The Czech Republic has agreed to establish an official office in Prague for the Belarusian opposition as it battles a brutal crackdown at home under the direction of authoritarian leader Alyaksandr Lukashenka.
“The Belarusian opposition has and will have the unequivocal support of the Czech Republic,” Foreign Minister Jakub Kulhanek said in a tweet announcing the move just weeks after opposition leader Svyatlana Tsikhanouskaya visited Prague.
The Belarusian opposition already has similar offices in Lithuania and Poland.
“A good reminder of 1920s when democratic Russians found a safe place in Prague” Jakub Janda, the director of the European Values Center for Security Policy in Prague, said in a tweet.
Read our coverage as Belarusians continue to demand the resignation of Alyaksandr Lukashenka amid a brutal crackdown on protesters. The West refuses to recognize him as the country’s legitimate leader after an August 9 election considered fraudulent.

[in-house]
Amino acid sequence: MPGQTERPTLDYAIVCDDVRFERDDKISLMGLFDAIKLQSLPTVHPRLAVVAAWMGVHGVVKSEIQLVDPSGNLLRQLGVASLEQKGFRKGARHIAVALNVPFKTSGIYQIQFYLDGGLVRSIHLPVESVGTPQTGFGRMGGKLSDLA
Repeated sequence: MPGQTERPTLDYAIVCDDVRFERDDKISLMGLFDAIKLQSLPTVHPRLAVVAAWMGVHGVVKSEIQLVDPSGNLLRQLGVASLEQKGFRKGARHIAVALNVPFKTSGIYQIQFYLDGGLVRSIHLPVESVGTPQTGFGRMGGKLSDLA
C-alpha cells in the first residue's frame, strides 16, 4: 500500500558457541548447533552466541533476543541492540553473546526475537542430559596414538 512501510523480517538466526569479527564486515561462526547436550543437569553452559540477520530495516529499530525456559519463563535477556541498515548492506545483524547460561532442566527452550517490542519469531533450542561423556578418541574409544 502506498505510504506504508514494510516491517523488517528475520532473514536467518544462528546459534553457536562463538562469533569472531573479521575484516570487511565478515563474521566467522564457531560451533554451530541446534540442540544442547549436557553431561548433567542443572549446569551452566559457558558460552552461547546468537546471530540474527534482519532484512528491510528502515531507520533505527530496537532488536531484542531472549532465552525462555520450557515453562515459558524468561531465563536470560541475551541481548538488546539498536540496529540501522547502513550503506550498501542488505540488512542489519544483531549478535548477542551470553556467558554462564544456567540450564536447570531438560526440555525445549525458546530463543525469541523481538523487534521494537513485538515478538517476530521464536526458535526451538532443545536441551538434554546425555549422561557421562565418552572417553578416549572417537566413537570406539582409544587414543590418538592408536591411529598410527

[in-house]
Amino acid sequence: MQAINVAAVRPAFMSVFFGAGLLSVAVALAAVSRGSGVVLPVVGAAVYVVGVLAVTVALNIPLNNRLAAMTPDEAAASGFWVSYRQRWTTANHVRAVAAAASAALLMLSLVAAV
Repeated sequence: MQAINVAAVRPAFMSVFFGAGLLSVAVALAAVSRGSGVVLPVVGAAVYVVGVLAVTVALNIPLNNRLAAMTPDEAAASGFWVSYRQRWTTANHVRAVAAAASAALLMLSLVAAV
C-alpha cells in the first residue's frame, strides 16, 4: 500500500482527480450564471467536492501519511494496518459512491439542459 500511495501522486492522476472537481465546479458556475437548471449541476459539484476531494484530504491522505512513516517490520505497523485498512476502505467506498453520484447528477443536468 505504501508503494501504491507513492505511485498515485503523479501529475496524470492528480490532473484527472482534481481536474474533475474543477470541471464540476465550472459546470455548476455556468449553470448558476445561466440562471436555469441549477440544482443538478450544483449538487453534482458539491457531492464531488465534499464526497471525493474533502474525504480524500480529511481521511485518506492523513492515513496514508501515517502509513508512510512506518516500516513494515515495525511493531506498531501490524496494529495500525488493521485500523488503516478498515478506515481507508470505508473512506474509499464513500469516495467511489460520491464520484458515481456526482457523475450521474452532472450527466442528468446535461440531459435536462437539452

Lukashenka’s regime has been under international pressure since it launched a brutal crackdown on the political opposition and the independent media in the wake of a disputed election in August 2020.
The protesters have said that election was rigged, and that their candidate was the victor. The EU, the United States, and other countries have refused to recognize the official results of the vote and do not consider Lukashenka to be the country’s legitimate leader.
The crisis hit a new level on May 23 when Belarusian authorities scrambled a military jet to escort an Athens-Vilnius Ryanair flight to land in Minsk in what many countries regarded as a “state hijacking.” After the plane, which was diverted just before it left Belarusian airspace, landed, law enforcement immediately arrested opposition blogger Pratasevich and Sapega, his Russian girlfriend.
The European Union, the United States, Britain, and Canada have previously slapped sanctions on Belarus over the diversion of the Ryanair flight, including asset freezes and visa bans imposed against dozens of officials, lawmakers, and ministers from Lukashenka’s administration and his family members, as well as Belarusian entities.